THANK YOU for attending this year’s ʻOhana Engagement Conference.
|WELCOME By Nani Fujiwara
|KEYNOTE By Puanani Burgess
Building the Beloved Community: Principles and Practice
To help participants build a framework of principles, and practices for encouraging and strengthening their ‘ohana as a beloved community.
|Building the Beloved Community: Focus on interactive activities
By Puanani Burgess
Participants will participate in community building activities like The Weatherball and Guts on the Table
|Ho’ōla Nā Moku o Ke`ehi – Fostering the Regeneration of Ke`ehi
By Kēhaulani Kupihea from Mauliola Ke`ehi-Ho`ōla Nā Moku o Ke`ehi & Jason Mehlinger from Division of Aquatic Resources
Ke`ehi cradles a millennium of knowledge, inhabited by those familiar with the life and movements of the universe. Ke`ehi is steeped in rich history such as Native historians and residents such as David Malo Kupihea (Konohiki of Ke`ehi), Lupenui `ohana recorded literature and music that meticulously painted the rich beautiful landscape. This wahi pana is a perfect extension of the classroom feeding the spirit, mind and body to provide inspiration to Mālama Honua (preserve earth) through culture-based educational opportunities for keiki through kūpuna. Our intentions are transformative healing through raising our vibrations to our “Kūpuna Vibration”.
|Is your Kula ‘Ohana Friendly?: South Dakota’s Process in Hawai‘i
By Morgan VonHaden & Dana Livermont from Black Hills Special Services Cooperative
When kula and ‘ohana work together, students achieve more! From the start, families need to know they are essential partners in the success of their children. The first contacts and efforts schools make with families sets the tone for relationship building.
But, how do you know if your school is doing the right things to build relationships with families? Learn from our SFEC partners in South Dakota about the Family Friendly Walk Through Process that can be used to assess family engagement in four key areas and how to make impactful and sustainable changes in your school to be more ‘ohana friendly.
|Family-School Partnerships in Action
By Angela Matian, Chuan Chinn, & Andrea Alexander from Hawaii Statewide Family Engagement Center/Center on Disability Studies/University of Hawaii-Manoa
The University of Hawaii Center on Disability Studies was awarded a 5-year grant from the US Department of Education to establish the Hawaii Statewide Family Engagement Center (HFEC) to support the implementation and enhancement of systemic and effective family engagement policies, programs, and activities that lead to improvements in student development, academic achievement, and school improvement.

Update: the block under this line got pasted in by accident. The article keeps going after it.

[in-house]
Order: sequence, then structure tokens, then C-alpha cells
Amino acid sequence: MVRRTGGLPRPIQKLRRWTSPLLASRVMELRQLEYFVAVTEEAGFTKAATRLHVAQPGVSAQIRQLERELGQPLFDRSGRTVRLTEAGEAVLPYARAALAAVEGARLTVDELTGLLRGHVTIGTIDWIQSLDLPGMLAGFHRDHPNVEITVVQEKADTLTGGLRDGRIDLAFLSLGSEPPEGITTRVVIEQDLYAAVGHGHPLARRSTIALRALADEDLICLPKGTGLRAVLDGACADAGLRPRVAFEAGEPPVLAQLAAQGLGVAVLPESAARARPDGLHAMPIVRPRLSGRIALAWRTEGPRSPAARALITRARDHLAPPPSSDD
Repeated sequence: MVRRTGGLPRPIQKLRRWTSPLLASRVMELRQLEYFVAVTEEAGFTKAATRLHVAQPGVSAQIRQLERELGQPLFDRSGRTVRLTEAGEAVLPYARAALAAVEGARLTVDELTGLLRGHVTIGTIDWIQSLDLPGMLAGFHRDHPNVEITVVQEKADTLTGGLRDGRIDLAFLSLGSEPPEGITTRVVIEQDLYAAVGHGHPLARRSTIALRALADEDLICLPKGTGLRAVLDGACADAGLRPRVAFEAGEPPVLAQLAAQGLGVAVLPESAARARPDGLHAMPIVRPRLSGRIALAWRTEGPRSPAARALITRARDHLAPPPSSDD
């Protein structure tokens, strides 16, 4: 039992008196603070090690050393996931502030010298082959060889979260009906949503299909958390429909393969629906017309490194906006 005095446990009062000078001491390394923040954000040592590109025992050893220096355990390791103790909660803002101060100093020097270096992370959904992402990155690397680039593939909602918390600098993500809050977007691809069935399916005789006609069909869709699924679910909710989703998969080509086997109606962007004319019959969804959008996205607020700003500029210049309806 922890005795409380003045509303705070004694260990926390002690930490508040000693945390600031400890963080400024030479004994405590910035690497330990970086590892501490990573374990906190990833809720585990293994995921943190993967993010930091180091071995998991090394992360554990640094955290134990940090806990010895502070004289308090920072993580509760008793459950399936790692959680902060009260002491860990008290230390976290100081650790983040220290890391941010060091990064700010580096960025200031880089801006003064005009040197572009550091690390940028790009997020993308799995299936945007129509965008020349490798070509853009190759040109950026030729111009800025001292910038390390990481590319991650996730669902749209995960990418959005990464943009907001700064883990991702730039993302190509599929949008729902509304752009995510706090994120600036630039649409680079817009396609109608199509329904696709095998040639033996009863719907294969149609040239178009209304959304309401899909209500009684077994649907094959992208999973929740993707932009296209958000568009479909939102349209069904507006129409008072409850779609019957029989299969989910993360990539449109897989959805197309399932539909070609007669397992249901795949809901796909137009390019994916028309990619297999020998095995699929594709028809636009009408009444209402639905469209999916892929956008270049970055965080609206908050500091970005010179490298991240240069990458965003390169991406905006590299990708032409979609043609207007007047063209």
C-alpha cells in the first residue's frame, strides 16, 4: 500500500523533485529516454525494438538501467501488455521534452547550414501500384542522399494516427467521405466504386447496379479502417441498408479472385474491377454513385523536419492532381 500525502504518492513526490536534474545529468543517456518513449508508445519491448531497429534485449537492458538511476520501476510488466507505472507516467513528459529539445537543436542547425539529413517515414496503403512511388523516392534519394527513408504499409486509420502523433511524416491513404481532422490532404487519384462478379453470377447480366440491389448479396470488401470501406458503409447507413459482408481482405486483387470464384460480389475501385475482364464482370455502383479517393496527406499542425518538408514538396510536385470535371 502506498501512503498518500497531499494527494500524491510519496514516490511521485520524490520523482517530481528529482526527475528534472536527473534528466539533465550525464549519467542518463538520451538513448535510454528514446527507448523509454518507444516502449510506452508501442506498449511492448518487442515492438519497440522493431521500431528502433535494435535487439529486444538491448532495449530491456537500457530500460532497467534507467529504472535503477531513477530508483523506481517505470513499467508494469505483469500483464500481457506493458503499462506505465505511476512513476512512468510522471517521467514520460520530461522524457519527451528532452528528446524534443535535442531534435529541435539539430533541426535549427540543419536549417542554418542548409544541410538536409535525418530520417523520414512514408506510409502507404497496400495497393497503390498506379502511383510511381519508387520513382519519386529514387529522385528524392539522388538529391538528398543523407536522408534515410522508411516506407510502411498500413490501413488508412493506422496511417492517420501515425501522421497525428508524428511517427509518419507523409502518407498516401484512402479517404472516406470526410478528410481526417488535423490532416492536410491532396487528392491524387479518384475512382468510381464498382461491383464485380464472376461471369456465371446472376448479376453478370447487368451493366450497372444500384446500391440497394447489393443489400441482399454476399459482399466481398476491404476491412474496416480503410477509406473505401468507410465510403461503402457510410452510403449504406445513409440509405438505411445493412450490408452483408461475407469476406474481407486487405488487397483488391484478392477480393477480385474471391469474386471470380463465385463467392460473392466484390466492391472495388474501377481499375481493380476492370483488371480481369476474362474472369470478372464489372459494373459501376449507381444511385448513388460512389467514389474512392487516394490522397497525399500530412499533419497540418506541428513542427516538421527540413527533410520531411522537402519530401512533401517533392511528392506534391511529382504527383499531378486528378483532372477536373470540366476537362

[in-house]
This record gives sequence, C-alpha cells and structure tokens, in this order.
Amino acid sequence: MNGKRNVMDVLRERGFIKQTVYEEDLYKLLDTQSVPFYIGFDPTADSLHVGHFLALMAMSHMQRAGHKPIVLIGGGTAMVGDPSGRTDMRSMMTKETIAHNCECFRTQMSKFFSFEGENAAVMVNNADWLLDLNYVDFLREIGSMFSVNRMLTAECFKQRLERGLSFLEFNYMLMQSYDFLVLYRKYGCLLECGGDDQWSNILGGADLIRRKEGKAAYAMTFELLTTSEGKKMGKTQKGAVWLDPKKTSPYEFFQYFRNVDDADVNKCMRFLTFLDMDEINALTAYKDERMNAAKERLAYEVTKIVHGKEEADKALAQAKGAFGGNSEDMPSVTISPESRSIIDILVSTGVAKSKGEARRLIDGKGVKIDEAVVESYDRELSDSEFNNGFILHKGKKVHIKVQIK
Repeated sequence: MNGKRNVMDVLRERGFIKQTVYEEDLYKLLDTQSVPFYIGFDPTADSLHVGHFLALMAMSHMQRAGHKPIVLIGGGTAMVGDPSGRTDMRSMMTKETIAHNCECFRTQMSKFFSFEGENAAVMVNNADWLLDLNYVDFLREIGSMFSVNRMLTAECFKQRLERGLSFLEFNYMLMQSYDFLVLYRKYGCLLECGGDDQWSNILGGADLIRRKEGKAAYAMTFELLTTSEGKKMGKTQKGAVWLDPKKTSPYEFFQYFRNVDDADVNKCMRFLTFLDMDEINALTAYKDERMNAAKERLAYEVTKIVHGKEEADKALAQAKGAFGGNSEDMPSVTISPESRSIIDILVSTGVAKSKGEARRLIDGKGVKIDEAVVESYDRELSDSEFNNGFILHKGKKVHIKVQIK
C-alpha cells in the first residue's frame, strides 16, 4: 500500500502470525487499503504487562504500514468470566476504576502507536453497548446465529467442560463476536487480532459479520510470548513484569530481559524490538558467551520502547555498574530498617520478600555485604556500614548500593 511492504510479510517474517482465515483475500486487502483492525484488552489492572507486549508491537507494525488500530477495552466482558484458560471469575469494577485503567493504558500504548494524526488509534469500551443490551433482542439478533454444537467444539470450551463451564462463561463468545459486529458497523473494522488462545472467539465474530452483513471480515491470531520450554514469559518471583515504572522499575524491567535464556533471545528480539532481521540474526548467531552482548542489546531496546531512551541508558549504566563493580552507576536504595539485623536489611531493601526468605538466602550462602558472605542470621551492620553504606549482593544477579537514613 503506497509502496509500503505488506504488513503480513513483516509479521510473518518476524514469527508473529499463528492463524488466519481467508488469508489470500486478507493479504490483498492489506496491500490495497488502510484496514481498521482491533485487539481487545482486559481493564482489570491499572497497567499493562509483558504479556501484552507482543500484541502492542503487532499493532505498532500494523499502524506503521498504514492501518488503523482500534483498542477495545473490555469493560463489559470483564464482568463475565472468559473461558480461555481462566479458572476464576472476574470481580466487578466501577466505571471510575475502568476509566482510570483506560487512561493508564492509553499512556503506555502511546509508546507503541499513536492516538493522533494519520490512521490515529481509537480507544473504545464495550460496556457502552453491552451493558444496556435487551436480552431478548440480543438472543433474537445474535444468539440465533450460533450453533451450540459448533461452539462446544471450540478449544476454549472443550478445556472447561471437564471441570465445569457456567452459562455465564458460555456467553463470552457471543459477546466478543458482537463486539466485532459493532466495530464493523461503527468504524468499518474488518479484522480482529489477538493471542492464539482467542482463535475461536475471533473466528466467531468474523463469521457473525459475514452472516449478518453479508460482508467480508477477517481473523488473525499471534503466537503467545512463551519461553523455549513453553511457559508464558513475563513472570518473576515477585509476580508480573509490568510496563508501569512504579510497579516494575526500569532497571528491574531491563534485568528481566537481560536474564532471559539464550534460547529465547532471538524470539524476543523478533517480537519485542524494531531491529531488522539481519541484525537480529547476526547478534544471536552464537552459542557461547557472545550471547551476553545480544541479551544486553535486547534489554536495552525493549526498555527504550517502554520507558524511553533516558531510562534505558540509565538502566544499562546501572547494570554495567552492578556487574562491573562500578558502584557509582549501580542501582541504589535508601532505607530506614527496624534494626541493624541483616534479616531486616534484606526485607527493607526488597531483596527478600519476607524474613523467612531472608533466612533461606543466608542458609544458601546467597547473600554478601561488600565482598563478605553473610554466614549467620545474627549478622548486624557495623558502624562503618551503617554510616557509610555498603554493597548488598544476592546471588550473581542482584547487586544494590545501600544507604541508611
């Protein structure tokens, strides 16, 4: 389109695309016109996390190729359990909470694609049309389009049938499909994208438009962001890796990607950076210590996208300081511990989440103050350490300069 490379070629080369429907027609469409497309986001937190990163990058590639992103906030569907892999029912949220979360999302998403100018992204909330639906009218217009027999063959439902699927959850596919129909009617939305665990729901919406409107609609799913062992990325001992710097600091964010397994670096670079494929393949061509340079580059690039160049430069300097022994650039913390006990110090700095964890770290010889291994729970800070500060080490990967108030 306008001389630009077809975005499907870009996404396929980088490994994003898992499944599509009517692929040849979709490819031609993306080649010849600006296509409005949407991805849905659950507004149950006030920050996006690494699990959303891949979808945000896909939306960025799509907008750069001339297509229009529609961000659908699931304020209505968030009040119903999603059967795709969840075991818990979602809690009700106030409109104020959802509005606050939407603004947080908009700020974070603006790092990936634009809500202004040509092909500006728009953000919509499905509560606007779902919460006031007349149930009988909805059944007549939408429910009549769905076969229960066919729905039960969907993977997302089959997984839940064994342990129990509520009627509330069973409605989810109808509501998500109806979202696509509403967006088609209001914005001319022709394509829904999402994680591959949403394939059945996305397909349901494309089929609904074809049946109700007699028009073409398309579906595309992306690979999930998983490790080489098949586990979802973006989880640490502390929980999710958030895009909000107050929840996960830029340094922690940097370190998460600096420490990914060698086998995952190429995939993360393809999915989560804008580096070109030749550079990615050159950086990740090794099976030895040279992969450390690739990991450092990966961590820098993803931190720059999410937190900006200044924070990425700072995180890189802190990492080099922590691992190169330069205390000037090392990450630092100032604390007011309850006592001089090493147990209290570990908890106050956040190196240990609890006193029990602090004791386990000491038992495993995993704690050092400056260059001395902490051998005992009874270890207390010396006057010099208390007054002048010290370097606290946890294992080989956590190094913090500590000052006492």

HFEC has started its school-based family engagement training on Kauai and plans to roll out to neighbor islands. In this presentation, we will cover the dual capacity-building framework for family engagement and research-based practices for successful home-school partnerships.
The session will be interactive including open discussions around how family engagement can be used as a strategy for student learning and school improvement, and an opportunity to engage in an exercise by retooling a family engagement event.
|Tools for Success: An ʻOhana Engagement Tool Kit
By Missy Agena, Trisha Okawa, & Kēhau Wong from Kamehameha Schools Kealapono ʻOhana Engagement
Like the Hawaiian star compass (a compass that uses natural elements such as the rising and setting points of the stars, moon, sun, and planets) this tool kit will be a guide to help you navigate and orient a course toward an effective and sustainable ʻohana engagement program. The strategies found in this tool kit are based on existing research and best practices.
|Pedagogy of Aloha – Engaging Hawaiian ʻOhana of all Ages
By Kū Kahakalau, Ph.D. from EA Ecoversity
This workshop introduces educators and ʻohana participants to innovative, fun, culture-based strategies, approaches and resources that engage ʻohana in the learning process, empower ʻohana advocacy and develop partnerships between kula, ʻohana and kaiaulu.
These strategies are designed to connect learners of all ages to holistic, sustainable, culture-based learning that results in meaningful impact for students, their families and their community, and range from aloha ʻāina workdays, to student-designed community research projects, to sponsoring Kanaka Kitchens, where family and community member cook Hawaiian, or Hawaiian-infused food in the Hawaiian language.
|CLOSING By Mark K. Ellis
2020 ʻOhana Engagement Conference presented by Kamehameha Schools and Hawaiʻi Statewide Family Engagement Center